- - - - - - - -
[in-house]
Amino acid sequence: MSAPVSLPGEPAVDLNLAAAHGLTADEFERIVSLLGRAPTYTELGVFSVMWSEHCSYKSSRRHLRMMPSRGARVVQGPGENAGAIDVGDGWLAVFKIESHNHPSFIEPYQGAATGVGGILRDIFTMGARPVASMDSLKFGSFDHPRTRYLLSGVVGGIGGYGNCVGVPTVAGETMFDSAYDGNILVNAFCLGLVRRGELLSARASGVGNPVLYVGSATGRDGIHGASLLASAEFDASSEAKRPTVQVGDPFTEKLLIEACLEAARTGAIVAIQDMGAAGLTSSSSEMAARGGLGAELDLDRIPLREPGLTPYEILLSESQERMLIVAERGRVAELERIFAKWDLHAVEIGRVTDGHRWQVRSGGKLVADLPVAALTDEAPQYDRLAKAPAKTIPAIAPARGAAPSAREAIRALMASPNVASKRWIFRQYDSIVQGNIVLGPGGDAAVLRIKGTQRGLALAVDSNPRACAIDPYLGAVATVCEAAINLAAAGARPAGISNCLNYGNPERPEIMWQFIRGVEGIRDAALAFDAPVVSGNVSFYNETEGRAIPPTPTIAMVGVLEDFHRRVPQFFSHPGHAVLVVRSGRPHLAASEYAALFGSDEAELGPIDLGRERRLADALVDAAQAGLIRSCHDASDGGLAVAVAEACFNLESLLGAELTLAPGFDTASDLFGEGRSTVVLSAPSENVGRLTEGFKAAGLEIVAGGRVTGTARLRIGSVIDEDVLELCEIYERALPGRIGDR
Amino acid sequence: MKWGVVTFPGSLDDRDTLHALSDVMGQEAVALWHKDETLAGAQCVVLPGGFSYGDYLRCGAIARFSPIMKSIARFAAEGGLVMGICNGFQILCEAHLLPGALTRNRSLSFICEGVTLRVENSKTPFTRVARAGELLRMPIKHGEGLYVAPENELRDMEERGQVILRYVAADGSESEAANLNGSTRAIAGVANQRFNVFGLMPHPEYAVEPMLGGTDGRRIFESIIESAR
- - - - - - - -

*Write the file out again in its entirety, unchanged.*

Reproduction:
[in-house]
Amino acid sequence: MSAPVSLPGEPAVDLNLAAAHGLTADEFERIVSLLGRAPTYTELGVFSVMWSEHCSYKSSRRHLRMMPSRGARVVQGPGENAGAIDVGDGWLAVFKIESHNHPSFIEPYQGAATGVGGILRDIFTMGARPVASMDSLKFGSFDHPRTRYLLSGVVGGIGGYGNCVGVPTVAGETMFDSAYDGNILVNAFCLGLVRRGELLSARASGVGNPVLYVGSATGRDGIHGASLLASAEFDASSEAKRPTVQVGDPFTEKLLIEACLEAARTGAIVAIQDMGAAGLTSSSSEMAARGGLGAELDLDRIPLREPGLTPYEILLSESQERMLIVAERGRVAELERIFAKWDLHAVEIGRVTDGHRWQVRSGGKLVADLPVAALTDEAPQYDRLAKAPAKTIPAIAPARGAAPSAREAIRALMASPNVASKRWIFRQYDSIVQGNIVLGPGGDAAVLRIKGTQRGLALAVDSNPRACAIDPYLGAVATVCEAAINLAAAGARPAGISNCLNYGNPERPEIMWQFIRGVEGIRDAALAFDAPVVSGNVSFYNETEGRAIPPTPTIAMVGVLEDFHRRVPQFFSHPGHAVLVVRSGRPHLAASEYAALFGSDEAELGPIDLGRERRLADALVDAAQAGLIRSCHDASDGGLAVAVAEACFNLESLLGAELTLAPGFDTASDLFGEGRSTVVLSAPSENVGRLTEGFKAAGLEIVAGGRVTGTARLRIGSVIDEDVLELCEIYERALPGRIGDR
Amino acid sequence: MKWGVVTFPGSLDDRDTLHALSDVMGQEAVALWHKDETLAGAQCVVLPGGFSYGDYLRCGAIARFSPIMKSIARFAAEGGLVMGICNGFQILCEAHLLPGALTRNRSLSFICEGVTLRVENSKTPFTRVARAGELLRMPIKHGEGLYVAPENELRDMEERGQVILRYVAADGSESEAANLNGSTRAIAGVANQRFNVFGLMPHPEYAVEPMLGGTDGRRIFESIIESAR